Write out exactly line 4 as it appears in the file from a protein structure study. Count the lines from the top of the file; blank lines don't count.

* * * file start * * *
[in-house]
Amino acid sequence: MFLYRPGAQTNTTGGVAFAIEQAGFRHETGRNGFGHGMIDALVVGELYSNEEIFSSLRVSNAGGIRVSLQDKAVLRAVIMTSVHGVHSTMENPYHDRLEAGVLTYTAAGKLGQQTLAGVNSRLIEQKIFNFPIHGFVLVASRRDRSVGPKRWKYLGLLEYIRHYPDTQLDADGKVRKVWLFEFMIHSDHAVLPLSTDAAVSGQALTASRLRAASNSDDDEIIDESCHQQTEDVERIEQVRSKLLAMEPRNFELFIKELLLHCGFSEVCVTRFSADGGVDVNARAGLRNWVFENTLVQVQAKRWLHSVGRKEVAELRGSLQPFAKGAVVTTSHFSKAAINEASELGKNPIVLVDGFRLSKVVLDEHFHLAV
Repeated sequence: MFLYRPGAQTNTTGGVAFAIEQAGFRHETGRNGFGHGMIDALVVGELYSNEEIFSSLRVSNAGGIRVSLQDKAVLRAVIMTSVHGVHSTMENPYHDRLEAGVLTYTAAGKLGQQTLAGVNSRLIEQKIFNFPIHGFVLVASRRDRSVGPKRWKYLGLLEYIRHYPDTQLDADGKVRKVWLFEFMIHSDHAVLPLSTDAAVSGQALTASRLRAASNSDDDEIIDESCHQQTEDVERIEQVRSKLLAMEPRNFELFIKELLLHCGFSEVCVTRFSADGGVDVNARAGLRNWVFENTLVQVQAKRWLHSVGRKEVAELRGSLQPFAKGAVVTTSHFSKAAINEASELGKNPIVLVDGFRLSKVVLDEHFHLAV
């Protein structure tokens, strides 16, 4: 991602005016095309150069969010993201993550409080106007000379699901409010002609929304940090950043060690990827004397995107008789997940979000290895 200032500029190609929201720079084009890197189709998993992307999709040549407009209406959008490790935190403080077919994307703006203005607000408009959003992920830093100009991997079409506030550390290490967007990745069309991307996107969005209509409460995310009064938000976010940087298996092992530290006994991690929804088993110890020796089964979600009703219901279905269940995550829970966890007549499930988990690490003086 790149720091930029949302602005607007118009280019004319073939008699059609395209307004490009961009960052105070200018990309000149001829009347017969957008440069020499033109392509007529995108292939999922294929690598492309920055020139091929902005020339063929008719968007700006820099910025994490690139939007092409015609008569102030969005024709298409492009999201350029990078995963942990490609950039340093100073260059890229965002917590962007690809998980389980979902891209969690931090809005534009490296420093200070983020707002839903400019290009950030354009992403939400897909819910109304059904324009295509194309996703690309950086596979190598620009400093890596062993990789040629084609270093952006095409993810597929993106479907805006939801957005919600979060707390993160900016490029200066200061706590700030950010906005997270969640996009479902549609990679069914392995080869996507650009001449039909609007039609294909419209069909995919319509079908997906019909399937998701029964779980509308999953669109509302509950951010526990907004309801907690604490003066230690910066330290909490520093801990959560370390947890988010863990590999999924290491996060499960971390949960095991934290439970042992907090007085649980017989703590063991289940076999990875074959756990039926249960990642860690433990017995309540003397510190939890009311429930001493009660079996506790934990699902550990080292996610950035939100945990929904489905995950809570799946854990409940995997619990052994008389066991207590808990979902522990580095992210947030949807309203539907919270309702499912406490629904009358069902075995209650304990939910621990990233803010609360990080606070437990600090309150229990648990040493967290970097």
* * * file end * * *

């Protein structure tokens, strides 16, 4: 991602005016095309150069969010993201993550409080106007000379699901409010002609929304940090950043060690990827004397995107008789997940979000290895 200032500029190609929201720079084009890197189709998993992307999709040549407009209406959008490790935190403080077919994307703006203005607000408009959003992920830093100009991997079409506030550390290490967007990745069309991307996107969005209509409460995310009064938000976010940087298996092992530290006994991690929804088993110890020796089964979600009703219901279905269940995550829970966890007549499930988990690490003086 790149720091930029949302602005607007118009280019004319073939008699059609395209307004490009961009960052105070200018990309000149001829009347017969957008440069020499033109392509007529995108292939999922294929690598492309920055020139091929902005020339063929008719968007700006820099910025994490690139939007092409015609008569102030969005024709298409492009999201350029990078995963942990490609950039340093100073260059890229965002917590962007690809998980389980979902891209969690931090809005534009490296420093200070983020707002839903400019290009950030354009992403939400897909819910109304059904324009295509194309996703690309950086596979190598620009400093890596062993990789040629084609270093952006095409993810597929993106479907805006939801957005919600979060707390993160900016490029200066200061706590700030950010906005997270969640996009479902549609990679069914392995080869996507650009001449039909609007039609294909419209069909995919319509079908997906019909399937998701029964779980509308999953669109509302509950951010526990907004309801907690604490003066230690910066330290909490520093801990959560370390947890988010863990590999999924290491996060499960971390949960095991934290439970042992907090007085649980017989703590063991289940076999990875074959756990039926249960990642860690433990017995309540003397510190939890009311429930001493009660079996506790934990699902550990080292996610950035939100945990929904489905995950809570799946854990409940995997619990052994008389066991207590808990979902522990580095992210947030949807309203539907919270309702499912406490629904009358069902075995209650304990939910621990990233803010609360990080606070437990600090309150229990648990040493967290970097």